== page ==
Disruptions will continue
Modern Classroom educators report that our model provides them with flexibility to more easily transition between in-person, hybrid, and remote learning environments and assist students who miss class. According to a 2016 Department of Education report, 21% of high school students miss more than fifteen days of school per year. This number could be even higher next year. Students may miss school for a variety of reasons outside of their control and should have opportunities to access content and pick up where they left off. In Modern Classrooms, students can access content at any time and from any place via teacher-created instructional videos.
Blended, self-paced, mastery-based classrooms put students in the driver’s seat of their own learning. Students don’t have to wait for whole-class direct instruction to access new content: they can easily hit play and watch a short instructional video created by their teacher. After watching this instructional video, students can proceed to their assignments and apply what they have learned. Students control the pace of their learning as they move from lesson to lesson. When students are in control of their learning, they naturally take more responsibility for their learning. This learner independence is a 21st century skill that will benefit students long after their school days are over.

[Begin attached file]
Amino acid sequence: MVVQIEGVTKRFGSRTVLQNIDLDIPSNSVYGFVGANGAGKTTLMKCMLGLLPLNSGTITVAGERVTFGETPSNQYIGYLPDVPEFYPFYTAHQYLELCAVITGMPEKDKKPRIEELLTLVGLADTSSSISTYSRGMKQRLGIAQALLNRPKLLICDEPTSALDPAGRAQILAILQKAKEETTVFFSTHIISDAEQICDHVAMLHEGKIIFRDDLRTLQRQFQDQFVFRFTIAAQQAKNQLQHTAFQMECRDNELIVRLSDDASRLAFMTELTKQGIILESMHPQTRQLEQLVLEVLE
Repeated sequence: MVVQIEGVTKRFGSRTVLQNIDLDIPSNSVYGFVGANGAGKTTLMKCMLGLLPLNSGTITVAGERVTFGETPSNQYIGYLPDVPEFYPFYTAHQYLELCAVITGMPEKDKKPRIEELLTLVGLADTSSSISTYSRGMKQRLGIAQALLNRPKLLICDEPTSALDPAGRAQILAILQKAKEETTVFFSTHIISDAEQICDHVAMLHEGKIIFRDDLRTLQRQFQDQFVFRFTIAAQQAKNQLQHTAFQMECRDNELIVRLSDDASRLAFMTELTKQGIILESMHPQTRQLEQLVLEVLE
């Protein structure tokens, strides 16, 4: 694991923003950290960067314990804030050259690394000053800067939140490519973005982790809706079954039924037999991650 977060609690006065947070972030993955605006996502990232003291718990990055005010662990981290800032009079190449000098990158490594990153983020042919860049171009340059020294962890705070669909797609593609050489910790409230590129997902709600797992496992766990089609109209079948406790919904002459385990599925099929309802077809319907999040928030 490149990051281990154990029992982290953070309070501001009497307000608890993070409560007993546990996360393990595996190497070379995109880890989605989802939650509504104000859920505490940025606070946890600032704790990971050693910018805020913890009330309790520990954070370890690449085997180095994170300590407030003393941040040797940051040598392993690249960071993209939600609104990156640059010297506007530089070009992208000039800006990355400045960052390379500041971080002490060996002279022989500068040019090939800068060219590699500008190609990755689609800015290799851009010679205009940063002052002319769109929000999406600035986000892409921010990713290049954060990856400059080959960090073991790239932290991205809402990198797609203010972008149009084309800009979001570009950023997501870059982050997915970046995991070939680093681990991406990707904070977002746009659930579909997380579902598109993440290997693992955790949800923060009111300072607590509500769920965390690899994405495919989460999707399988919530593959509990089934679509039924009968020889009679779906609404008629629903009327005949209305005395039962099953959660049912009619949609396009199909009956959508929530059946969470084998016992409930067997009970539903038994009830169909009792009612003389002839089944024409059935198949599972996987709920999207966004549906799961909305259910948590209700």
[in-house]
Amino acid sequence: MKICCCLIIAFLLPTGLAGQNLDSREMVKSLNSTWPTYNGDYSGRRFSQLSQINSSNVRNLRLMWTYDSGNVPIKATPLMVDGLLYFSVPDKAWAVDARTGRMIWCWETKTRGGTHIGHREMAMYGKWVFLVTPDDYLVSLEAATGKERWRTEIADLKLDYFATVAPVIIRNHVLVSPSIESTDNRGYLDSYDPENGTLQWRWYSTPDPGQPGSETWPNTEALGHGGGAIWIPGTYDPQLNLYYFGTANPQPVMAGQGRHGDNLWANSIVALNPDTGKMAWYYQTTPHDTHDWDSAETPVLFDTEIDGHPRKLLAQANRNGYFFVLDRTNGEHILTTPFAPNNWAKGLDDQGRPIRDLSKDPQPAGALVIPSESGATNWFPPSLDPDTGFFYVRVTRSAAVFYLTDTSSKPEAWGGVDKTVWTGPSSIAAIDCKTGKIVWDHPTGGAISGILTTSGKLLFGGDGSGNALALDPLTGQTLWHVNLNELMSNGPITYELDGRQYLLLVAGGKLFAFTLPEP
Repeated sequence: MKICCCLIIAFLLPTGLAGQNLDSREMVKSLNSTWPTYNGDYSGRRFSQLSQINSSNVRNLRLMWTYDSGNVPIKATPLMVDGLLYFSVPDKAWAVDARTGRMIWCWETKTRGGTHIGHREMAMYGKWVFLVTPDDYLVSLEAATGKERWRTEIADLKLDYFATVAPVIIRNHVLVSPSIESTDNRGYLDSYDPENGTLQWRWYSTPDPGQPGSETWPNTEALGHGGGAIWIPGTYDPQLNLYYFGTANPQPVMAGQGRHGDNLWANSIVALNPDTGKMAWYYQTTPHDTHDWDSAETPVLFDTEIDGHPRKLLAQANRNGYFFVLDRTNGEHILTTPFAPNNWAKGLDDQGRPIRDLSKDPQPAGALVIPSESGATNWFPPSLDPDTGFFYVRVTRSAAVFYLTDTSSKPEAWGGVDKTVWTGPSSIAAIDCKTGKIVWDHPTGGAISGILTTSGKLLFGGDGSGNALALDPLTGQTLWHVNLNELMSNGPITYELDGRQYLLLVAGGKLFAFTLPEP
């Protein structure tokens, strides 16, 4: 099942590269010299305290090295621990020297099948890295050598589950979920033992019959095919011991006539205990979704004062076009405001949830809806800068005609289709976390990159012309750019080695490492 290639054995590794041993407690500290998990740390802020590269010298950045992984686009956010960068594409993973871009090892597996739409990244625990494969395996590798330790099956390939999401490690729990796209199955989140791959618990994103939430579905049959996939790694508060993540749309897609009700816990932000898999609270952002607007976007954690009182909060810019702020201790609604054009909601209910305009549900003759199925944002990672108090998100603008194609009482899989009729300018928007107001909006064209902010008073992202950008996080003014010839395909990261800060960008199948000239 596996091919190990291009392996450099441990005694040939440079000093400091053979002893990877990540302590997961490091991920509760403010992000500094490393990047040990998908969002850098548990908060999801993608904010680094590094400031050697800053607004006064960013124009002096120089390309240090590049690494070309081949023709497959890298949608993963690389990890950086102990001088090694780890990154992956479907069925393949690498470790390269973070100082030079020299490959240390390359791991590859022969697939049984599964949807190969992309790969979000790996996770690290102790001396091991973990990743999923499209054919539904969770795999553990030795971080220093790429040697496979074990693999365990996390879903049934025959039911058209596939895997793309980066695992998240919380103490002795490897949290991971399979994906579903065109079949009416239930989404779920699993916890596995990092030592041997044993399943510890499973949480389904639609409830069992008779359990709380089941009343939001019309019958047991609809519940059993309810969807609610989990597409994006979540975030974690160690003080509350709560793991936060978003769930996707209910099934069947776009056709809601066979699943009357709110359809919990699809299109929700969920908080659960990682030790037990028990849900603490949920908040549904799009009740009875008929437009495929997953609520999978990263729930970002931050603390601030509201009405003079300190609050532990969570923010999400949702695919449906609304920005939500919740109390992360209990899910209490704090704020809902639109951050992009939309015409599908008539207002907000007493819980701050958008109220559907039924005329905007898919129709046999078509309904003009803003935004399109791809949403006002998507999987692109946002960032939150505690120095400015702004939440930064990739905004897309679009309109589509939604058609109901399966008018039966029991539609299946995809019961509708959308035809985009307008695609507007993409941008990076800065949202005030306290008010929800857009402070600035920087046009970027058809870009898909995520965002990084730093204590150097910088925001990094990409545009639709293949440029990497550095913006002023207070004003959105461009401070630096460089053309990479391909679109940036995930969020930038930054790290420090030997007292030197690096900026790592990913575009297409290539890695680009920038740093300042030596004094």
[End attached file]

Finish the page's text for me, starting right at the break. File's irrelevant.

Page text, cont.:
Modern Classroom educators were at an advantage when the pandemic struck because they were comfortable leveraging technology to facilitate learning. But for many teachers, technology was not as commonplace in their classrooms and they had to quickly learn how to use new platforms, apps, and technology tools. Now that educators have these new technology skills, they can’t let them go to waste. Educators can harness their use of technology and serve their students even better than before.